Fans of The Lizzie Bennet Diaries will be excited to hear that creator Bernie Su is launching the next Austen-based web series, and it’s going to be based on Emma.
For Austen fans who haven’t seen the wildly popular webseries, The Lizzie Bennet Diaries is a modern take on Pride and Prejudice told entirely through social media. In this adaptation, Lizzie is a 24-year-old grad student who hosts a web blog, filmed by her best friend Charlotte Lu, in which she dishes about her crazy mother who wants to marry her daughters off, her older sister Jane’s new boyfriend, Bing Lee, and Bing’s snooty hipster friend, Darcy, that she just can’t stand. But is Darcy really a snob, or is he just socially awkward? Each character has a Twitter account, a Facebook page, a Tumblr, and even a Pinterest page. The biggest surprise of the series is the treatment of younger sister Lydia, who is usually portrayed as an airhead. In this version, she starts off as a party girl, but ends up being a very thought provoking, three-dimensional character. If you don’t like the idea of watching a show on the internet, keep an eye out for the DVD coming out soon.
According to Tubefilter, the new adaptation of Emma features Emma Woodhouse as a “confident and proud female entrepreneur who, like the literary version, will believe she is an excellent matchmaker.” Get ready to start following, because she already has a Twitter account, just waiting for the big launch this fall.
Yesterday, January 28th, marked the 200th anniversary of the publication of Jane Austen’s most famous novel, Pride and Prejudice. Why not spend a little time reading it?
As one might expect on such an occasion, attention must paid to this fine author, perhaps one of the best and most loved worldwide. On Monday’s “Fresh Air,” host Terry Gross re-ran critic Maureen Corrigan’s January 24th commentary on Pride and Prejudice at 200. Featured in Corrigan’s homage is a review of one of the latest in a slew of critiques and biographies that have been released as part of the celebration. Paula Bynre’s offering, The Real Jane Austen, caught Corrigan’s attention because it allows the reader into Austen’s 18th century life by taking careful note of the personal possessions and household goods she owned, such as her childhood poetry notebooks, topaz jewelry, and an exotic East Indian shawl.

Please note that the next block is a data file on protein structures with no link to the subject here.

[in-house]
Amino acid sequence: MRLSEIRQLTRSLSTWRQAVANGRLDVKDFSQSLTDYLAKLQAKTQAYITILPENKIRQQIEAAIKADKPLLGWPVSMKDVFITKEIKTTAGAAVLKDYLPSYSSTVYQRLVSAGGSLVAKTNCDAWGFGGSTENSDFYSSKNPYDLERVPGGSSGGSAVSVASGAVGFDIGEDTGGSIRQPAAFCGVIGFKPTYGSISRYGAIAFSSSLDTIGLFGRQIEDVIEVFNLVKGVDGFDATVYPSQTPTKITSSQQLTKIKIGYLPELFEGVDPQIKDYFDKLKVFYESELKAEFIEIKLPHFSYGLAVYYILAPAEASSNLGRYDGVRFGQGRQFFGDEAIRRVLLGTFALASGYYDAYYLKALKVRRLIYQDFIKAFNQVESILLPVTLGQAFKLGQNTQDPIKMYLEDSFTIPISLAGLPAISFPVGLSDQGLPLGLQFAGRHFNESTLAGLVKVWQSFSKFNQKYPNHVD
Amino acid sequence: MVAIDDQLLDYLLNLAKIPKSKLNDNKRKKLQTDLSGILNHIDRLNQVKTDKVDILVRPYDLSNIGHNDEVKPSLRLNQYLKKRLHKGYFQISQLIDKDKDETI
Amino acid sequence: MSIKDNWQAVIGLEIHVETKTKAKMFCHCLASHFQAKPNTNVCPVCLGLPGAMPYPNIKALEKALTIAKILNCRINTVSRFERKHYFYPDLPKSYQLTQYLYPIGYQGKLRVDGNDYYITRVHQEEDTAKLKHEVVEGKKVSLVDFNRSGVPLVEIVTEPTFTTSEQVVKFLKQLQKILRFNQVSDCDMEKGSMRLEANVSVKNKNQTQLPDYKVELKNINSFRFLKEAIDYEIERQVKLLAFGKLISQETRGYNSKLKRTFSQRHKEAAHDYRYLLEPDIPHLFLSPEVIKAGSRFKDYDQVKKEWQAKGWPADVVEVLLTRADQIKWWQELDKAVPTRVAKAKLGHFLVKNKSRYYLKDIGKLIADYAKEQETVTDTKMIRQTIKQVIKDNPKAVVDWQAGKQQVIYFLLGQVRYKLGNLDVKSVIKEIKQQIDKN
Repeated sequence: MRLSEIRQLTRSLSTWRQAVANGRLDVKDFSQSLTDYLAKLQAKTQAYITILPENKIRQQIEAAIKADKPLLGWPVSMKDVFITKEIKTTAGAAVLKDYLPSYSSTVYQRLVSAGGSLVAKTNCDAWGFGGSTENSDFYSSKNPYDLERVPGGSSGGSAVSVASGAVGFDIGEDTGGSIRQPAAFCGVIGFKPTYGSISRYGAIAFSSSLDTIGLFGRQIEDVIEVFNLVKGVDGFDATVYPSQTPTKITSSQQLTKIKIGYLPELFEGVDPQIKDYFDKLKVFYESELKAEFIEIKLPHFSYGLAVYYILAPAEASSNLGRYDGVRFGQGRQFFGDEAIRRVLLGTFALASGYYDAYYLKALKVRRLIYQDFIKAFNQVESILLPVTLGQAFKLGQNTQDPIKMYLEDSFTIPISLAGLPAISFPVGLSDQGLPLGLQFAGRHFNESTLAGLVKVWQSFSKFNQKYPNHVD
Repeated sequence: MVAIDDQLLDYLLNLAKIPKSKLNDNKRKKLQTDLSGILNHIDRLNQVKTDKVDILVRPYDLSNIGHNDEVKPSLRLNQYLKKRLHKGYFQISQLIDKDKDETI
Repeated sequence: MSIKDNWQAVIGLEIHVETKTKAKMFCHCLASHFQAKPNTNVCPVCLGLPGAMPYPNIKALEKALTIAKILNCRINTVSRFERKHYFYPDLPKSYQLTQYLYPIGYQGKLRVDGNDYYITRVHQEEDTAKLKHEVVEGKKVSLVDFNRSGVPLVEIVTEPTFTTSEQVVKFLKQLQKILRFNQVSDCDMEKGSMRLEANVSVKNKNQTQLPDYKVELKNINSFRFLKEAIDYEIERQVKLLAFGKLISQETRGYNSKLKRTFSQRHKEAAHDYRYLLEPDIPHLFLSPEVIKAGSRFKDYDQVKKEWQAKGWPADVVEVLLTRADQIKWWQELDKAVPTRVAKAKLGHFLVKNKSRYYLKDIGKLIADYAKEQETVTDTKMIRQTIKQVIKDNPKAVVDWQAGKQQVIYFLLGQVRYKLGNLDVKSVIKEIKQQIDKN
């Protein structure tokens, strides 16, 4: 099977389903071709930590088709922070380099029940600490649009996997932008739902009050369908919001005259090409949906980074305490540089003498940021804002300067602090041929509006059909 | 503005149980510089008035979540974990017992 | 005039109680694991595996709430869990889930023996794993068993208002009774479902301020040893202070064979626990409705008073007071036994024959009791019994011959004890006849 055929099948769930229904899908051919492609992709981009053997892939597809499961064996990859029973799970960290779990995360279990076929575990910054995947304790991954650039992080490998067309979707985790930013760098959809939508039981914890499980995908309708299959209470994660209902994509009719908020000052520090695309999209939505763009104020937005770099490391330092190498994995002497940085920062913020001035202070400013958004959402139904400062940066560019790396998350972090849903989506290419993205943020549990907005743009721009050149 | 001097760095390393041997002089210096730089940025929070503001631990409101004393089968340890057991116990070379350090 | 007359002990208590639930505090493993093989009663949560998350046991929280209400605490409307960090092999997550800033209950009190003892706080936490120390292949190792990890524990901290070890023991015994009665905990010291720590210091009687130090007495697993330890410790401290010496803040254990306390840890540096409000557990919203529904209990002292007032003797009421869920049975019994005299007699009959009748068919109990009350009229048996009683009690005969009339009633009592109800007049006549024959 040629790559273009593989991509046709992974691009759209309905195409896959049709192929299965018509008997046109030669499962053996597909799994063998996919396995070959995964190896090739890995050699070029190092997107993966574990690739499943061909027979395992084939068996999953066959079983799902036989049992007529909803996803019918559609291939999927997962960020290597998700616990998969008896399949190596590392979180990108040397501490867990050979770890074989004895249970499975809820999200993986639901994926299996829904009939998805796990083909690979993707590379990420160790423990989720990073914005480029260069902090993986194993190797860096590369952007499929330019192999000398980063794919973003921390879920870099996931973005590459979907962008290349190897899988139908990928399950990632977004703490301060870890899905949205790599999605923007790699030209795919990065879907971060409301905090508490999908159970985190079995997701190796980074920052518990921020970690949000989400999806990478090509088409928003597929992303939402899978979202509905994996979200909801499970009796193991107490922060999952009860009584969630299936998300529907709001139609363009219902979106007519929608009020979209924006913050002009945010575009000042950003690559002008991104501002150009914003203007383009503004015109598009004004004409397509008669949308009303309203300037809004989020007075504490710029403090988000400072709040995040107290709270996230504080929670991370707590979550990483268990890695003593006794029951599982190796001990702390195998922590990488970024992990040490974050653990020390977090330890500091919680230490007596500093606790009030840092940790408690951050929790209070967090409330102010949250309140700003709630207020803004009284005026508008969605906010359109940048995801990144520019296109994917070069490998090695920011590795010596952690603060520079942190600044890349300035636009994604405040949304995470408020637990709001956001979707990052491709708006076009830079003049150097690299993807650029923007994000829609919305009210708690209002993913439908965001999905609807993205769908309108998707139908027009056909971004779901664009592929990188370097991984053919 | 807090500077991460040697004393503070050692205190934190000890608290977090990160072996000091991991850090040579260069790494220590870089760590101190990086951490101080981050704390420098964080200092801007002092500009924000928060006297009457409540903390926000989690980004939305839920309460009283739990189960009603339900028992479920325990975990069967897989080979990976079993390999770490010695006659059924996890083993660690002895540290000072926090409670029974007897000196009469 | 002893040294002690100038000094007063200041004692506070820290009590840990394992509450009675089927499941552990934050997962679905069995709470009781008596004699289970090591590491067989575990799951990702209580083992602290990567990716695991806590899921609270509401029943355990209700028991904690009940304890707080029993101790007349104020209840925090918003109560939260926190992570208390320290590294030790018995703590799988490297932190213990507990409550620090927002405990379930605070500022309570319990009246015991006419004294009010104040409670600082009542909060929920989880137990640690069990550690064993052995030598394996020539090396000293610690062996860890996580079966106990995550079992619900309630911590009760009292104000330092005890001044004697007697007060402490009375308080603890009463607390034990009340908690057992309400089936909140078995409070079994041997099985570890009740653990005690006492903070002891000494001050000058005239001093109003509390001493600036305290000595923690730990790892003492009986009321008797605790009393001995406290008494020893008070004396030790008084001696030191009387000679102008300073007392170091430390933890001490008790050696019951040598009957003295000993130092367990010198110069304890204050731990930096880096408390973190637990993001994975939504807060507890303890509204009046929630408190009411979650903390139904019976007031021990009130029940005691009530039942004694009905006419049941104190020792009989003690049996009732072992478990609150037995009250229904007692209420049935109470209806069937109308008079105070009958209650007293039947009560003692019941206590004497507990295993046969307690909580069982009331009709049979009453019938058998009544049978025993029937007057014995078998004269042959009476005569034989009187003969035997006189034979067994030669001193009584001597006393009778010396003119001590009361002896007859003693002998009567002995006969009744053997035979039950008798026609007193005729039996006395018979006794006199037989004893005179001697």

For many Austen fans, no special anniversary is needed to get them reading. I know a few who keep a copy at their bedside and on sleepless nights, open the book to almost any page and immerse themselves again in the world of Regency England and the family of the Bennet girls.
In the minds and hearts of many 21st century authors, Mr. Fitzwilliam Darcy is very much alive and has a lot more story to tell. What would Jane think? I posed that question, hypothetically, of course, since Miss Austen is long deceased, when I became of aware of all the novels and at least one made-for-TV film (Lost in Austen) being produced that feature a romantic leading man named Mr. Fitzwilliam Darcy, that most eligible bachelor from Pride and Prejudice. Most of the stories take us beyond the original story to imagine a life after his happy marriage to Miss Elizabeth Bennet. Some offer a back story of his life before even meeting her. Do a simple keyword search on “Darcy” in the library’s online catalog and narrow the topic to ficticious character, and the resulting hit list is five pages long! There are even more choices when you include Elizabeth Bennet in your search, but in my very unscientific tally, Darcy trumps Elizabeth as prime character in these derived stories.
So would our gentle author, Miss Austen, approve? Tough question. With her finely developed sense of irony and her generally sharp sense of humor, I think she’d get a kick out of all the permutations of her male leading character, though a few of the cheesier ones, especially those that portray him as a bodice ripper might elicit a gasp and some eye-rolling. If you disagree, I’d love to hear why.
If your pulse still quickens at the thought of the haughty but oh-so-handsome gentleman in well-fitting breeches, you are not alone. And, lucky you, if your fantasy image needs some bolstering, there are more ways to get to know Darling Darcy.
[Pictured Darcys in descending order: Colin Firth, Matthew MacFayden, Elliot Cowan]
As painful as it may be for some devotees of Jane Austen to acknowledge, everything did not, as her brother Henry claimed, come finished from her pen. Researcher Kathryn Sutherland at Oxford University has been studying a treasure trove of the original handwritten mansucripts, and has discovered a fair amount of discrepancies between the manuscripts and the printed books. Atrocious spelling errors and grammar goofs abound, and punctuation is practically non-existant, leading Sutherland to the conclusion that a very good editor used a deft hand in whipping things into shape. NPR’s Mary Louise Kelly presents the full story in her interview with Professor Sutherland on today’s broadcast of Morning Edition.
Barbara L., Reader’s Services